Kenyans ignited the hashtag #FuelPrices to air out their frustrations on how the cost of living has been ever on the rise since his ascension to power in 2013.
Kenyans have for the entire Wednesday morning, September 15 targeted their frustrations at President Uhuru Kenyatta, and by definition, the Jubilee government, after the Energy and Petroleum Regulatory Authority (EPRA) announced the hike of fuel prices to historic levels.
They ignited the hashtag #FuelPrices to air out their frustrations on how the cost of living has been ever on the rise since his ascension to power in 2013.
Tuesday evening, September 15’s announcement by EPRA that the price of Super Petrol went up by Ksh7.58, Diesel by Ksh7.94, and Kerosene by Ksh12.97 in its latest monthly review added more salt to their gaping economic wounds that were widened in 2020 on the arrival of the COVID-19 pandemic.
— Viral Tea Kenya (@ViralTeaKe) September 14, 2021
Petrol will thus retail at Ksh134.72 per litre in Nairobi, Diesel Ksh115.60, and Kerosene Ksh110.82 in Nairobi while in Mombasa, Petrol will retail at Ksh132.46, Diesel at Ksh113.36 while Kerosene retailing at Ksh108.57.
An attendant fuelling a car. /FILE
Yet again, a section of them revisited a past photo of the President soaked in rain during his campaign trail in Mombasa in 2017, with focus central to the price of Kerosene, one of the most common fuel products in homes, retailing for Ksh67 and Super petrol a measly Ksh102.
“When this Rubis (formerly Kenol/Kobil) owner was busy being “chosen by God”, petrol was at Ksh 102, emphasis on “Rubis owner,” commented one Quincy Wandera.
“Are we ready now perhaps to have long, hard, wise conversations on turning this country around? There is really no space at all for empty promises. Or tribalism. Or friend-ism. None,” Laura Walubengo, a content creator stated.
Swala Nyeti founder and former Nation Media Group (NMG) journalist Mac Otani sent a seemingly urgent message to the MPs to address the matter of the new fuel prices that are set to inflate the cost of living even higher.
“Has your favorite MP and mtu wa watu told you what they are doing about the #FuelPrices?” he posed.
Meanwhile, Nation reporter Amina Wako warned of severe consequences in the event Kenyans carry on with their lives, unperturbed on the rising cost of commodities occasioned by the high prices.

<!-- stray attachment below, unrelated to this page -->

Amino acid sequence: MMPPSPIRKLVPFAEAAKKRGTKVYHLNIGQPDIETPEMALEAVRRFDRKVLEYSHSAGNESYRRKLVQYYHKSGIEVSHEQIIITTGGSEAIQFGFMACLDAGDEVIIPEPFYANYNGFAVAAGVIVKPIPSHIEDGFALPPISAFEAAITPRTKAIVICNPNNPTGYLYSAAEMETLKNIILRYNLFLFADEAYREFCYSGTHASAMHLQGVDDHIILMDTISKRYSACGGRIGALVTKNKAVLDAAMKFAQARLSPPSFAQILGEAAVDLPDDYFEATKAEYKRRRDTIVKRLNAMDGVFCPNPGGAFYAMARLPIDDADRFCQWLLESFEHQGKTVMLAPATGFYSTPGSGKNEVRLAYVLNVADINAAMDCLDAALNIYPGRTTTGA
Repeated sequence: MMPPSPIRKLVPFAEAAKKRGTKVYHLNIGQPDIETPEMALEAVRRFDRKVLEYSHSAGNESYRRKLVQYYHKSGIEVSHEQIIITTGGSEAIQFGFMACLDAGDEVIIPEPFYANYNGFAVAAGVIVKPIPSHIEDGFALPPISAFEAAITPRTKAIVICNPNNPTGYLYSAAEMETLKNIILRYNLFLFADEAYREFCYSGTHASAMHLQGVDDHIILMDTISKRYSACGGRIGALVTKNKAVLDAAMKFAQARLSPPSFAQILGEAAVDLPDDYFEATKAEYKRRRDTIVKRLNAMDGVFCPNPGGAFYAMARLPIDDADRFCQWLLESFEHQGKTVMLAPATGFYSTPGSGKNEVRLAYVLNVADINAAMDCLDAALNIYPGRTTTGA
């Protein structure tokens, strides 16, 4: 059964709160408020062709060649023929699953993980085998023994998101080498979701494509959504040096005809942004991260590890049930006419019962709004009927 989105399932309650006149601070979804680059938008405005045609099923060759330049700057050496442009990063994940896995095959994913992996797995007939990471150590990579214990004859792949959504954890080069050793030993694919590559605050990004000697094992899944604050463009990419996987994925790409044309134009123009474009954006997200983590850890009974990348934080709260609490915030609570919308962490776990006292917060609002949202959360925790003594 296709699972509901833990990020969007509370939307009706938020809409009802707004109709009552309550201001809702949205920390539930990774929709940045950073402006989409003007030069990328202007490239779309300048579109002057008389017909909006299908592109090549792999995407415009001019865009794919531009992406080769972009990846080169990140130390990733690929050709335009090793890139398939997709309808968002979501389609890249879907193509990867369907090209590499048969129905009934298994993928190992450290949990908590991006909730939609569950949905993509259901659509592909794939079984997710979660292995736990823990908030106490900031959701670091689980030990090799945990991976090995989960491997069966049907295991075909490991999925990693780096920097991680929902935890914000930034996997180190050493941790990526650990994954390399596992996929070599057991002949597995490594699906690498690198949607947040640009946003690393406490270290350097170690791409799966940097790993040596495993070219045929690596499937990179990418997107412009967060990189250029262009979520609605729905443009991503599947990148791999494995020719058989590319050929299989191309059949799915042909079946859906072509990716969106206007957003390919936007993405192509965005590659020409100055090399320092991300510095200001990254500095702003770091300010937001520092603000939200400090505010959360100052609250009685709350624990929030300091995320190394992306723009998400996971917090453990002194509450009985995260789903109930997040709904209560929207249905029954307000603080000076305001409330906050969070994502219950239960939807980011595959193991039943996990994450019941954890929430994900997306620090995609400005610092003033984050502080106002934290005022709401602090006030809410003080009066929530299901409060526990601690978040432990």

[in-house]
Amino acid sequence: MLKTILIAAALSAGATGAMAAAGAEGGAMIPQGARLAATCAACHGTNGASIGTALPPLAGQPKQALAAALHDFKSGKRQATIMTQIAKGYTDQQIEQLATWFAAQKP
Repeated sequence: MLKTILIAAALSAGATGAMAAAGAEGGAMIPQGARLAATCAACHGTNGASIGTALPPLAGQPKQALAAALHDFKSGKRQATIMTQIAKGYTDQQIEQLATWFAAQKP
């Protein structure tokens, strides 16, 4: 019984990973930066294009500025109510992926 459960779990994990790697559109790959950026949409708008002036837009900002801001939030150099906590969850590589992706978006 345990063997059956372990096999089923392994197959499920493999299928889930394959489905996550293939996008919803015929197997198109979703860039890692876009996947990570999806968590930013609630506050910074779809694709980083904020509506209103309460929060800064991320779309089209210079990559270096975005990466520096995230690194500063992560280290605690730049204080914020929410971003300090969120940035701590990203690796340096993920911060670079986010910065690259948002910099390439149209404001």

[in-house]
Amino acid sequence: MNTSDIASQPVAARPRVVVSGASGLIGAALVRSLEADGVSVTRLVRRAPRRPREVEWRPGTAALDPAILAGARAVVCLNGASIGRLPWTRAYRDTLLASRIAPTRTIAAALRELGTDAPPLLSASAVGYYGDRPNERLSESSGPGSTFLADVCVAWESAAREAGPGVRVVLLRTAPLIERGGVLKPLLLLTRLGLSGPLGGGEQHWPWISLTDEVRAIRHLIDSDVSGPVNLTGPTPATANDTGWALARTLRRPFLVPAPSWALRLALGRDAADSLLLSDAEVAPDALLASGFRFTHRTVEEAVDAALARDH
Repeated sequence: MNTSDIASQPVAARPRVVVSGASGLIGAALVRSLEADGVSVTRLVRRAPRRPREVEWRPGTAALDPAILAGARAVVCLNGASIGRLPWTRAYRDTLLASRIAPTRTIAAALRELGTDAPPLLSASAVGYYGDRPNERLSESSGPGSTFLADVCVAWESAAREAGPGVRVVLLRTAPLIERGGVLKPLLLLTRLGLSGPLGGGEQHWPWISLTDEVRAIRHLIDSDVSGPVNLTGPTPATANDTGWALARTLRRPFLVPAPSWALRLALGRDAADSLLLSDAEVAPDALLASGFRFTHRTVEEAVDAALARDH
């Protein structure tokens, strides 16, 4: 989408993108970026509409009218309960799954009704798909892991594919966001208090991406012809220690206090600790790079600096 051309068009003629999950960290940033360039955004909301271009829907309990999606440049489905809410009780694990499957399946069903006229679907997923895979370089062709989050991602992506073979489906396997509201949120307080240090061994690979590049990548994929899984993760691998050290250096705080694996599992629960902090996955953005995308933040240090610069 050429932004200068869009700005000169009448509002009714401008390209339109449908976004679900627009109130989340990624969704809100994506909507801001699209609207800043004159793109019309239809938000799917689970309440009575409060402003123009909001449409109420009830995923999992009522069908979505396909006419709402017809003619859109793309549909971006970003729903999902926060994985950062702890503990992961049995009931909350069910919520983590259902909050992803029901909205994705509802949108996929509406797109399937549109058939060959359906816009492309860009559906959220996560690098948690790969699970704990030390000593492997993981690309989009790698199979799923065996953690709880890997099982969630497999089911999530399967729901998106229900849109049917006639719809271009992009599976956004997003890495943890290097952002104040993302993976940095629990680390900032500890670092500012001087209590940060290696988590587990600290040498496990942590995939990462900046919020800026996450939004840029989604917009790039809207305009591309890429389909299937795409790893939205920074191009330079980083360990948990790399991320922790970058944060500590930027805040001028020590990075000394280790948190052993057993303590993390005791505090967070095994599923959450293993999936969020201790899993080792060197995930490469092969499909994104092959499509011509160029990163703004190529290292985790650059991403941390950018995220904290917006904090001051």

— Daughter of Isiolo (@MbuthiaAmina) September 15, 2021
“If we continue acting normally this government will continue treating us abnormally,” she cautioned.
Back in August, Mining and Petroleum Chief Administrative Secretary (CAS) John Musonik said that the monthly prices of fuel would remain the same due to the set up of the Petroleum Development Fund (PDF). By then, the state was working on modalities to protect Kenyans from the increase when the price per barrel crosses the $50 (Ksh5,486) mark.
Last month, a barrel of crude oil averaged at $63 dollars (roughly Ksh6,300).
“From April, we have been using the fund. For now, we are going to stabilize the prices as we look at all the other components in the pricing,” stated Musonik.
The prices are inclusive of 8% Value Added Tax (VAT), in line with the provisions of the Finance Act 2018, The Tax Laws (Amendment) Act 2020, and the reviewed rates for excise duty that were adjusted for inflation as per Legal Notice No. 194 of 2020.
The prices for the three fuel products had remained constant for months, retailing at Ksh127.14 for petrol, Ksh107.66 for diesel, and Ksh97.85 in Nairobi.
The new prices, particularly Super Petrol retailing at Ksh134.72 surpass the Ksh130 mark which was feared to be the highest prices ever witnessed in Kenya’s history.
Unless the state introduces alternative methods for the already expensive commodity, the new step-up in prices will make the cost of living more expensive to Kenyans.
Change in fuel prices as from September-October. /FILE